Fishmongers along Lake Victoria are staring at possible loses of their stocks as the rainy season sets in.
Currently, the fisher folk are losing close to two tonnes of freshwater sardines (dagaa/omena) daily due to a bad weather and this is expected to rise with the onset of the rainy season in September.
"We catch almost two tonnes of dagaa on a good day but the entire haul goes to waste when there is no sunshine to dry the catch,” Mr Justus Sabari, Sori Beach Management Unit Secretary told the Nation.
Mr Sabari said the Kenya Maritime Authority had visited the beaches last year and promised to train the fisher folk on modern sun drying techniques to enable them avert further loses, but the promise is yet to be accomplished.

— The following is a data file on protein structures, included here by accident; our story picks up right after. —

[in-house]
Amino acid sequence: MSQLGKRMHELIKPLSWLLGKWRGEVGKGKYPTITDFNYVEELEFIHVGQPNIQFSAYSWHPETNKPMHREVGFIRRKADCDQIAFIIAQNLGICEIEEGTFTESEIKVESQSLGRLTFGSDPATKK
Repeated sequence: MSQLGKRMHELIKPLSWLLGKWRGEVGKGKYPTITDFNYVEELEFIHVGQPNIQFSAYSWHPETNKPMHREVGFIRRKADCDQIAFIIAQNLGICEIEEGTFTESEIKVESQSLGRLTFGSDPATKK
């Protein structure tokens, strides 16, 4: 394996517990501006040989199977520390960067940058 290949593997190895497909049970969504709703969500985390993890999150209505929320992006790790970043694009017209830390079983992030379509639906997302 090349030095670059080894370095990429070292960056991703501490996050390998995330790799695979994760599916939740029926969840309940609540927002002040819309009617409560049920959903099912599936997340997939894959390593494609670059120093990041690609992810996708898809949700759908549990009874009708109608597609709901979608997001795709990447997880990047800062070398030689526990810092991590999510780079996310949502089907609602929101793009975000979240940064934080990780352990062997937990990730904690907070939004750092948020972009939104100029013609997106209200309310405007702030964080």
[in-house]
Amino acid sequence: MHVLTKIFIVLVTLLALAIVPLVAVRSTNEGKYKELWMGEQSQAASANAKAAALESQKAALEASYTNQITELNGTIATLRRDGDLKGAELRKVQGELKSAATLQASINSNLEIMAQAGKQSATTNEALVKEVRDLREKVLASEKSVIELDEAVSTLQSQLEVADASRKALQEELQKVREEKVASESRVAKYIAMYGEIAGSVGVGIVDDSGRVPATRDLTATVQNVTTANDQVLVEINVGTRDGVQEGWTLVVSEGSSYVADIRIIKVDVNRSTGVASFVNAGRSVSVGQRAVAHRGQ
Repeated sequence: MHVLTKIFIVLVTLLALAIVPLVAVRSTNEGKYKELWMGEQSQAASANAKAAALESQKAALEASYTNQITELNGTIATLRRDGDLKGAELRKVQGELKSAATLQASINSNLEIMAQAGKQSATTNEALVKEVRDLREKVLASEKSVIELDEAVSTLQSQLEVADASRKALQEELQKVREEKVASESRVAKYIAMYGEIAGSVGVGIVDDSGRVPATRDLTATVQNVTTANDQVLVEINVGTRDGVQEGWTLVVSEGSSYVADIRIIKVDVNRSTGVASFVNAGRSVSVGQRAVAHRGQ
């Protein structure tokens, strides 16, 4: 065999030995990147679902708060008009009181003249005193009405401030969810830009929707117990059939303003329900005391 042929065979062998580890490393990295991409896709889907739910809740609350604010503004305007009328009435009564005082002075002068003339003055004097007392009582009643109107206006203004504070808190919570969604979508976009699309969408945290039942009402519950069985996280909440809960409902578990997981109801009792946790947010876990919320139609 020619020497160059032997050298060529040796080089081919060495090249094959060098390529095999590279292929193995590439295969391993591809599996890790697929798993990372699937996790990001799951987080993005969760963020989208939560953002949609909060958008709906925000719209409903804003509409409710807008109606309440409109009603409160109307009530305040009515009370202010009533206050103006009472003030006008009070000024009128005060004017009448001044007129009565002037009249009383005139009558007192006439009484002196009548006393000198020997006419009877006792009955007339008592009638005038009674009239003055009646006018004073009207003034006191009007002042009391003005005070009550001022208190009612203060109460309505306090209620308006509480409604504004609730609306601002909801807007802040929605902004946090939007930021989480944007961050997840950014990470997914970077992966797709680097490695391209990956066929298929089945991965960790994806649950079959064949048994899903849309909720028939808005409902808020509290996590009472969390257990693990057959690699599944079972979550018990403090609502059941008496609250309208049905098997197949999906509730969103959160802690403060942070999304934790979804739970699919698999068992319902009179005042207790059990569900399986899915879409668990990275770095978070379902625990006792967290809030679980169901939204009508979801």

"They visited the beach and promised to train fishermen on modern fish drying techniques, but we have not heard from them since last year," he said.
Ms Lydia Atieno, a fishmonger, said that the business is no longer lucrative as it used to be during the dry spell and they are forced to sell the sardines at a throwaway price to avoid wastage and rot.
"The sardines produce a foul smell when not properly dried and this keeps our clients away. We end up selling them to chicken feed processors at a throw away price,” she observed.
According to Ms Atieno, fresh sardines sell at Sh200 a kilo, but the price goes down to Sh50 a kilo when they go bad.
Ms Fenny Awuor, another fish monger blamed the situation on fake promises given by politicians during campaigns.
"We banked on promises by our leaders to get us a drier that would resolve this situation, but they remain pipe dreams," she said.
Sori Beach Management Chairman Maxwell Ogola urged the county government to step up and provide modern driers, stating that it was the only way to salvage the situation.
"The county government should help us procure a drier as this would enable us minimise on the loses," he said.